The second way we are impacting others is through economic self-sufficiency. It’s one of the biggest opportunities in the disability space right now, to ensure that disabled people have enough money to cover their needs and live and thrive. We’ve grown our team to an entirely disabled team of nine. All are paid contractors, including speakers and guest editors. We believe that free labor doesn’t work and that the disability-lived experience is valuable. Sharing a story and having the expertise is worth money. I measure impact by how many people’s lives we’re able to impact directly by putting money back in their pockets. I think as women we’ve always been told to shy away from talking about money, but I actually think that’s what’s kept many disabled people in perpetual poverty.
Our mission is to elevate disability pride. I believe that people have their own disability origin story, and then a second disability origin story, which is a defining moment in their journey when they start to accept disability as a part of their lived experience. Our third big impact happens when those who are new on their disability journey reach that defining moment to share their own story. Being able to watch that transformation in our online community is very impactful. For that person, their life is changed in one way or another.
WHAT (OR WHO) INSPIRES YOU TO DO THIS WORK?
First is nine-year-old Tiffany. I think about her a lot in my work, about how alone she felt, and how ashamed she was that her arm worked differently.
Over the years, I’ve gotten to witness firsthand how amazing and magical the disability community is. I want other people to see what I see. I know it’s possible to build an entirely 100%, disability-owned and operated company. I know that all of our team members are going to be great if they decide to go off into their next chapter. My heart breaks because so many other people didn’t give them the chance, but I’m so glad that they found Diversabiltiy so that they could start or continue to be compensated for the great work that we do. I think that we need to spend more time with many members of our community to not only empower them to figure out what their gifts are but to have society see their gifts as well.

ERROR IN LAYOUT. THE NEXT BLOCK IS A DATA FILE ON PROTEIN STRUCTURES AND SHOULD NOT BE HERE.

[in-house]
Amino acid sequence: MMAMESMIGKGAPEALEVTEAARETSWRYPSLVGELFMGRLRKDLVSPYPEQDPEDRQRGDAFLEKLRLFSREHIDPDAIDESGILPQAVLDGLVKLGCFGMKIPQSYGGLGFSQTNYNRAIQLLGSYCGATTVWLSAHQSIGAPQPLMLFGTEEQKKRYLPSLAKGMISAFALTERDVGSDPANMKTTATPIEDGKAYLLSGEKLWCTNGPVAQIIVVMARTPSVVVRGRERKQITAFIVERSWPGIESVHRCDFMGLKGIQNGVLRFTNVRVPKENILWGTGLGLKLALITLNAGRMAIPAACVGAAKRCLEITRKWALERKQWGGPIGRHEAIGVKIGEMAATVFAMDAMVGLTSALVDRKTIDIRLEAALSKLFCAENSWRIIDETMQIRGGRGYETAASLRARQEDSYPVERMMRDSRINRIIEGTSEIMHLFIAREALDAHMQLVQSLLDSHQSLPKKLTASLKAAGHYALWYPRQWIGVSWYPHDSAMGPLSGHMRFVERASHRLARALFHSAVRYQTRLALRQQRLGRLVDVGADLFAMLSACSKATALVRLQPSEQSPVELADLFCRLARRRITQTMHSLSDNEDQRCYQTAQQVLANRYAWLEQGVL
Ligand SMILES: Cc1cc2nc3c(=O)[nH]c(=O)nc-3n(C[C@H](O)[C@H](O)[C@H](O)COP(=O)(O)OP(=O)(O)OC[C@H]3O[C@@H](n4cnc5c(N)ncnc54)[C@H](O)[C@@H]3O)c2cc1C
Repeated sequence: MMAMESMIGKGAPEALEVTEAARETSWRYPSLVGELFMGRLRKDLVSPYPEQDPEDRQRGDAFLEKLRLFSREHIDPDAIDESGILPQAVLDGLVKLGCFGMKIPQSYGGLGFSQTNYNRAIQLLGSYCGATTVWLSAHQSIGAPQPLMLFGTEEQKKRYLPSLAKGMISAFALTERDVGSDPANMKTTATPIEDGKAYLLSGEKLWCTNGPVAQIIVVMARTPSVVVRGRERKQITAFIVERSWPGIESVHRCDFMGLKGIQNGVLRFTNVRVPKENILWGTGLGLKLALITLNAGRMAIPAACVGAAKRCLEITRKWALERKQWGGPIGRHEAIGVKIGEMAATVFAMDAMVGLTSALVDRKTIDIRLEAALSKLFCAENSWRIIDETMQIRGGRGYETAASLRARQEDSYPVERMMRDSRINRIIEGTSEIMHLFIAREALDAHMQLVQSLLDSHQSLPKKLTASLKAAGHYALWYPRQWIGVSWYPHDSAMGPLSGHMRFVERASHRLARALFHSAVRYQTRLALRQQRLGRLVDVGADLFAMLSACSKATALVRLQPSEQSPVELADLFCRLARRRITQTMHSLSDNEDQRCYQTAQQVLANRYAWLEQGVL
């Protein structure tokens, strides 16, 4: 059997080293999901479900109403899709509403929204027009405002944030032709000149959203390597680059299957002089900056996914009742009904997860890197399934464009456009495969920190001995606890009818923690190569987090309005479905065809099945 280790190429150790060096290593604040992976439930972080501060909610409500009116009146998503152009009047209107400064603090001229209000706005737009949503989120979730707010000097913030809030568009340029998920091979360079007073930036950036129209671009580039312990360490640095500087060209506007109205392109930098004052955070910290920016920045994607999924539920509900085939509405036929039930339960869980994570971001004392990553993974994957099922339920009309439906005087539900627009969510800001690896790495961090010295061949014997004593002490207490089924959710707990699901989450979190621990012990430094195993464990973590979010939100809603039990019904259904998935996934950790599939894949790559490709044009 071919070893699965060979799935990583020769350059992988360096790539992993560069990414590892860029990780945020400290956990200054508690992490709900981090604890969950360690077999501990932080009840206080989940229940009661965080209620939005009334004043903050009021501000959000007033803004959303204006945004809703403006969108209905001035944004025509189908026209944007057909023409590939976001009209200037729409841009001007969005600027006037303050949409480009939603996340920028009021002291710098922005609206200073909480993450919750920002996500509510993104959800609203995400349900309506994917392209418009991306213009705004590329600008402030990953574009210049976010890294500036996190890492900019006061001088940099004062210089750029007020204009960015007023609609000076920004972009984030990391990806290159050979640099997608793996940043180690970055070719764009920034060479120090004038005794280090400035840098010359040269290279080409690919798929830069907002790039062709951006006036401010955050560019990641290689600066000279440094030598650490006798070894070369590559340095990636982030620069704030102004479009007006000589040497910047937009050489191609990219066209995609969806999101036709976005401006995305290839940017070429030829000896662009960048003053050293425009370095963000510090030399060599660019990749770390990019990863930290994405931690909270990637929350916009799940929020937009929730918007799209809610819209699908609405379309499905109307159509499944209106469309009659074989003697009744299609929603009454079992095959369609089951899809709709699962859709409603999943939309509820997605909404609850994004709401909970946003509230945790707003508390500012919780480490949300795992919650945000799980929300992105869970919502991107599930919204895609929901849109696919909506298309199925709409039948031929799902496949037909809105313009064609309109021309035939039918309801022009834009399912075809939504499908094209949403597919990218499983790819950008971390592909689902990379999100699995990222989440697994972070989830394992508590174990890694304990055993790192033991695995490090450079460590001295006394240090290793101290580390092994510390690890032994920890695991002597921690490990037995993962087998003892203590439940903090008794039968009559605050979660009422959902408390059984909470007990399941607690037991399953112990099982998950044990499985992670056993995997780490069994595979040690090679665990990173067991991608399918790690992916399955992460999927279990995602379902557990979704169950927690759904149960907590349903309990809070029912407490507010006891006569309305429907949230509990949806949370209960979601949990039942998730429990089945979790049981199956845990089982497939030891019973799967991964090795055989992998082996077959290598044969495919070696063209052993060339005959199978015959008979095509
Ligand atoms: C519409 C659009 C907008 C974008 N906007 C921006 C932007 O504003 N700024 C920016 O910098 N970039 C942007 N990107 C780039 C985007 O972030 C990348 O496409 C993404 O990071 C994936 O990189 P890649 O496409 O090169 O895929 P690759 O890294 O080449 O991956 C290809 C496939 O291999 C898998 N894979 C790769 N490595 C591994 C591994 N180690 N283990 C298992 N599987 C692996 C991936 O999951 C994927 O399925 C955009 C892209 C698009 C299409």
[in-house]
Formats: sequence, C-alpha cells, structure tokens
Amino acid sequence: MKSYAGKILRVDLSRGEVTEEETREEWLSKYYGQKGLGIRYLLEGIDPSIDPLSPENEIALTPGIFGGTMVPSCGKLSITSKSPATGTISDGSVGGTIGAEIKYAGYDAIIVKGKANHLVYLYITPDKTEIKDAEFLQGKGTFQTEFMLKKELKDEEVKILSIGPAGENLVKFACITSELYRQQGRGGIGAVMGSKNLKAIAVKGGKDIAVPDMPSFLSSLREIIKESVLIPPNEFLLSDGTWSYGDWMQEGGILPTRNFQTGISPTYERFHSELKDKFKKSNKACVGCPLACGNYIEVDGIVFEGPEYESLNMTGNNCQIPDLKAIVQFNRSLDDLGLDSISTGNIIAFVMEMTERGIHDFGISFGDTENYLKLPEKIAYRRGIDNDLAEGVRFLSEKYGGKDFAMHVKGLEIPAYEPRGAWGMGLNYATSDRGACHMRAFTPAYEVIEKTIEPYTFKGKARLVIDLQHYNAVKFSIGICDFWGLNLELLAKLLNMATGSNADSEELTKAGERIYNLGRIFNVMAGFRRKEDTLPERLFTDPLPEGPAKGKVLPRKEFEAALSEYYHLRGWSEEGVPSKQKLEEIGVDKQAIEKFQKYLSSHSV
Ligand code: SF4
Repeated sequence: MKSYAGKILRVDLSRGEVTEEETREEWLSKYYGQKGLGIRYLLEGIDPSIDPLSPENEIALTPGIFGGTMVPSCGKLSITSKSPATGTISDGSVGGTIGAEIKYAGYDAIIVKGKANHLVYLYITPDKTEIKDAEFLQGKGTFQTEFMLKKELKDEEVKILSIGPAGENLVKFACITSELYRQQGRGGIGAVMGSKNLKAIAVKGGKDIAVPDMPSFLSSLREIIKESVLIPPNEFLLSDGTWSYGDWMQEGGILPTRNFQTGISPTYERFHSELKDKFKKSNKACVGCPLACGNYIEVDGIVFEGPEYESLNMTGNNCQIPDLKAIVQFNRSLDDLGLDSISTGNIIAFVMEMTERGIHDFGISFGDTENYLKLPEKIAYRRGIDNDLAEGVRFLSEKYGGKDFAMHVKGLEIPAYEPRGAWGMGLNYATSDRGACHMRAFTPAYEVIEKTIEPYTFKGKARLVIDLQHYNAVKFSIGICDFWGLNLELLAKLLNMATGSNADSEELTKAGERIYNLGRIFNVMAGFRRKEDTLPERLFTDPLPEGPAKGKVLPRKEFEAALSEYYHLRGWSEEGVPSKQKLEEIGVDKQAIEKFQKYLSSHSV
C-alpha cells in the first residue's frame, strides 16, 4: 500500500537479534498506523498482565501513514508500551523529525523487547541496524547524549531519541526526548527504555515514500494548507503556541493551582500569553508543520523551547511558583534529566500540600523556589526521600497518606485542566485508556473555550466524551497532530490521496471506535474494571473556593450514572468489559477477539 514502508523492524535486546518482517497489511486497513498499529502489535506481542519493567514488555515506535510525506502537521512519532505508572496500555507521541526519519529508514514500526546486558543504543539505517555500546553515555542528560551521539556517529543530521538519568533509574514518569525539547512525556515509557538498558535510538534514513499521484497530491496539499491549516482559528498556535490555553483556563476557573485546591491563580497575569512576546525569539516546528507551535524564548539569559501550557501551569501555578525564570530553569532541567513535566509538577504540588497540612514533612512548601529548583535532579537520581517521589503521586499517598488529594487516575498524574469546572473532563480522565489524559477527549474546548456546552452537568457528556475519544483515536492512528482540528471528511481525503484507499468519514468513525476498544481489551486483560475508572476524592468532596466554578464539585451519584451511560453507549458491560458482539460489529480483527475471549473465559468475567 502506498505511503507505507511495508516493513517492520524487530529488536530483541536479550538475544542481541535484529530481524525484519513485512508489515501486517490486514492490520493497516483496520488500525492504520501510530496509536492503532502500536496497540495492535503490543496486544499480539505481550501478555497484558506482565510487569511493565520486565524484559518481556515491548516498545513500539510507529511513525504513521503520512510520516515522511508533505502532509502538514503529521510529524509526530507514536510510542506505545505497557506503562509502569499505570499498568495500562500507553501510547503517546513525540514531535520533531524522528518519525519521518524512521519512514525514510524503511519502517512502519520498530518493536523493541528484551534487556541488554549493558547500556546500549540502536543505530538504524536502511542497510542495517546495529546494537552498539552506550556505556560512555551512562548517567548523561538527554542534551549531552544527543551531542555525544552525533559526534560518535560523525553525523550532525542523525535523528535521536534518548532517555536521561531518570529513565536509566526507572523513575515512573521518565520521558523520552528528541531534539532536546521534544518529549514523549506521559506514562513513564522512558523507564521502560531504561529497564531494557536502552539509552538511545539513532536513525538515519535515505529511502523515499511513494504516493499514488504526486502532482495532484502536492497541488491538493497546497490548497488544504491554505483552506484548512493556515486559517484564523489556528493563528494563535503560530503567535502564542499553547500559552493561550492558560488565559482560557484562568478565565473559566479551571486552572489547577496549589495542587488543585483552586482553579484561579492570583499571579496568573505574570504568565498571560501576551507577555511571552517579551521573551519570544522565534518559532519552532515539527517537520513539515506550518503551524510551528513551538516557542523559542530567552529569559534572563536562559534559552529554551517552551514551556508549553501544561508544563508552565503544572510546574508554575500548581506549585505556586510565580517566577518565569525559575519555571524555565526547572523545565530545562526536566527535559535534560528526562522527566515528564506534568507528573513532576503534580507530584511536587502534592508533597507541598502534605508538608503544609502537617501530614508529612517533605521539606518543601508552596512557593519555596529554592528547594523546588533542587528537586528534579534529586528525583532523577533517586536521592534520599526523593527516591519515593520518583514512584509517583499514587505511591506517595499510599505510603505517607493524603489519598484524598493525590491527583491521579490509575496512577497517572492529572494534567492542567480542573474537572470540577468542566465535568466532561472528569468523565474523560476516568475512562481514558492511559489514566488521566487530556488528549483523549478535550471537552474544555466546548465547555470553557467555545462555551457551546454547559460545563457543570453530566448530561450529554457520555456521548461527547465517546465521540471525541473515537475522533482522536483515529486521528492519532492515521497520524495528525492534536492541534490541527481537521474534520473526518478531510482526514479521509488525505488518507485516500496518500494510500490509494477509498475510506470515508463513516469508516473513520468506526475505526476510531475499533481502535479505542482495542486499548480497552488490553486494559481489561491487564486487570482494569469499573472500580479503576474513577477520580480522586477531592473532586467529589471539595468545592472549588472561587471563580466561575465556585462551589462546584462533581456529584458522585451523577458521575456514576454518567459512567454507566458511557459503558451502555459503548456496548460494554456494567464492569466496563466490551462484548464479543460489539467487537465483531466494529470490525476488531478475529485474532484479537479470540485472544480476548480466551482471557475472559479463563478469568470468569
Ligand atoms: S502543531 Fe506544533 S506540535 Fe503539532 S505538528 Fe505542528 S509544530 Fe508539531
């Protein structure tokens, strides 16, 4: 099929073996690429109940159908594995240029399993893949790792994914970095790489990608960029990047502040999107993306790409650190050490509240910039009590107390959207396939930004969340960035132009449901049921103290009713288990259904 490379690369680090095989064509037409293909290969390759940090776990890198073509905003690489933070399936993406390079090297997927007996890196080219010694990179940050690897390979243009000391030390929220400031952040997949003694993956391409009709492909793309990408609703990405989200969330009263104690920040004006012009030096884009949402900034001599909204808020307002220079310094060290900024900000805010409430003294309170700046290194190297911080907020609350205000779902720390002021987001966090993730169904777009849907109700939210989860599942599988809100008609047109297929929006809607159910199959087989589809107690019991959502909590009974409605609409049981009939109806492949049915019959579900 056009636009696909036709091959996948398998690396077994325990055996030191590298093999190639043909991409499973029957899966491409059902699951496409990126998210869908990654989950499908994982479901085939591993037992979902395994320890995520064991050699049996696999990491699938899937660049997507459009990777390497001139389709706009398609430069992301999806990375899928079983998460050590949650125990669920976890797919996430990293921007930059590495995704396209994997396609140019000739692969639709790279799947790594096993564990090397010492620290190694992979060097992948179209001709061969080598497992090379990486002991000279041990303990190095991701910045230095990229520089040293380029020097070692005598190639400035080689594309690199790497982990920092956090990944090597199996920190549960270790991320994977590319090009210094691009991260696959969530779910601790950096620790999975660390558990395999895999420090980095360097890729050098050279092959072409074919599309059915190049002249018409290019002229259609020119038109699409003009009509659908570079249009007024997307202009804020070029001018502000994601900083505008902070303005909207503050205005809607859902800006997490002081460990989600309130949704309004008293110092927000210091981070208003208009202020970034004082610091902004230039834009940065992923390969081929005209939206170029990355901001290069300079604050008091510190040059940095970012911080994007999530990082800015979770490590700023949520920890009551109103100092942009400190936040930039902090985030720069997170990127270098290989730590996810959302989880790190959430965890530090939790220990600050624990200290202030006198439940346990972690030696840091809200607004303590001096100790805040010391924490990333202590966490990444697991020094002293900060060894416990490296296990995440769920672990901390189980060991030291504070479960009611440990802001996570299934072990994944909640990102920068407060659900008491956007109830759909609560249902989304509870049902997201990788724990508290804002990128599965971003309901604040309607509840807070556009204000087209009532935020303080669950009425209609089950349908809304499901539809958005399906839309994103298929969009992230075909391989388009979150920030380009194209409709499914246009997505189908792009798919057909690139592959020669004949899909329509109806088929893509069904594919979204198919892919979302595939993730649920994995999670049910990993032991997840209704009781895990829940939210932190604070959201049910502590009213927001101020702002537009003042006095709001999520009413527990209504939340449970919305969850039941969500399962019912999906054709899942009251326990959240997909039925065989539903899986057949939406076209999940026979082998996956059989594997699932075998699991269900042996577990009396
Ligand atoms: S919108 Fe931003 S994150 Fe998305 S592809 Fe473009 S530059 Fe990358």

WHAT’S YOUR VISION, YOUR BIG DREAM FOR THE IMPACT YOU WANT TO MAKE?
I think my big dream comes back to that economic self-sufficiency point, but I call it disability-centered economic justice. I think the big dream for me is the ripple effect in terms of real dollars and helping to get more of our community to a point of economic self-sufficiency. I actually think it’s really changed since when we first started, and it still is very much our mission. But if you think of our overall well-being, it’s your mental health, your physical health, and your social health. I think the pandemic really taught us on a global level how important having healthy relationships and social connection is during periods of isolation. When I first started Diversability, we were really tackling that social health part of overall well-being, which was something that had been stripped away from disabled people. I do think that there are still some disabled people who are very isolated and very alone and I hope that they are able to find community, whether it’s through Diversability or not. I often advocate for having many communities to serve different purposes in your life, not just solely depending on one.
WHAT CHALLENGES ARE YOU FACING?
I still find that inner critic Tiffany has made me kind of straddle this line between playing small and being invisible, versus making a huge impact. That leads to the second challenge. For the first couple of years of Diversability, I didn’t think that it would become a business. In 2020 we had the opportunity to participate in Facebook’s Community Accelerator Program. We received $30,000 and were tasked with spending it during the period of the accelerator. At the end, we pitched the impact and the outcomes of being in the accelerator during a regional demo day. We won and received another $25,000 that we used to invest in creating some structures and processes around how we were going to create financial sustainability.